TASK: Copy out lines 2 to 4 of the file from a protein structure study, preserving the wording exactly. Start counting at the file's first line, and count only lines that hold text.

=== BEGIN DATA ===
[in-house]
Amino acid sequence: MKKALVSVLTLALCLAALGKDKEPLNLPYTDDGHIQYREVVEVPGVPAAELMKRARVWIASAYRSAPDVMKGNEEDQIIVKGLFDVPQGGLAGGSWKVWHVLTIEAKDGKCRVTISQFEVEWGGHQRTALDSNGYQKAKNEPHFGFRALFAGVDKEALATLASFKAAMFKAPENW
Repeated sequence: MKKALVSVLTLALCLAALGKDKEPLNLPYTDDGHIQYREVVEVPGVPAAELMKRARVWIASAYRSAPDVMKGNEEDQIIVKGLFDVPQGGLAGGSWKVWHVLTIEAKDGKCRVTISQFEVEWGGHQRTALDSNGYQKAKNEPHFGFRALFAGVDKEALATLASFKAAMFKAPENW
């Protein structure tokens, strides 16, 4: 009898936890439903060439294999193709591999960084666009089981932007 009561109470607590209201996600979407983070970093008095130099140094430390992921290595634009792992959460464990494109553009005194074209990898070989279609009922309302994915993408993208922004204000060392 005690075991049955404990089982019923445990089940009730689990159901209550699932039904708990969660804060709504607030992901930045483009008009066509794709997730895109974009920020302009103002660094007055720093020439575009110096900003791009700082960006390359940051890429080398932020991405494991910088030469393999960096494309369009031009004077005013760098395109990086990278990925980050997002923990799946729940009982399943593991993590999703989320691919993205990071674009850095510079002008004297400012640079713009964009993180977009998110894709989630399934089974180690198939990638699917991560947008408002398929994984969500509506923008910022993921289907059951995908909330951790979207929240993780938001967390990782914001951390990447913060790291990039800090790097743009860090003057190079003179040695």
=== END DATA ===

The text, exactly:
Amino acid sequence: MKKALVSVLTLALCLAALGKDKEPLNLPYTDDGHIQYREVVEVPGVPAAELMKRARVWIASAYRSAPDVMKGNEEDQIIVKGLFDVPQGGLAGGSWKVWHVLTIEAKDGKCRVTISQFEVEWGGHQRTALDSNGYQKAKNEPHFGFRALFAGVDKEALATLASFKAAMFKAPENW
Repeated sequence: MKKALVSVLTLALCLAALGKDKEPLNLPYTDDGHIQYREVVEVPGVPAAELMKRARVWIASAYRSAPDVMKGNEEDQIIVKGLFDVPQGGLAGGSWKVWHVLTIEAKDGKCRVTISQFEVEWGGHQRTALDSNGYQKAKNEPHFGFRALFAGVDKEALATLASFKAAMFKAPENW
């Protein structure tokens, strides 16, 4: 009898936890439903060439294999193709591999960084666009089981932007 009561109470607590209201996600979407983070970093008095130099140094430390992921290595634009792992959460464990494109553009005194074209990898070989279609009922309302994915993408993208922004204000060392 005690075991049955404990089982019923445990089940009730689990159901209550699932039904708990969660804060709504607030992901930045483009008009066509794709997730895109974009920020302009103002660094007055720093020439575009110096900003791009700082960006390359940051890429080398932020991405494991910088030469393999960096494309369009031009004077005013760098395109990086990278990925980050997002923990799946729940009982399943593991993590999703989320691919993205990071674009850095510079002008004297400012640079713009964009993180977009998110894709989630399934089974180690198939990638699917991560947008408002398929994984969500509506923008910022993921289907059951995908909330951790979207929240993780938001967390990782914001951390990447913060790291990039800090790097743009860090003057190079003179040695």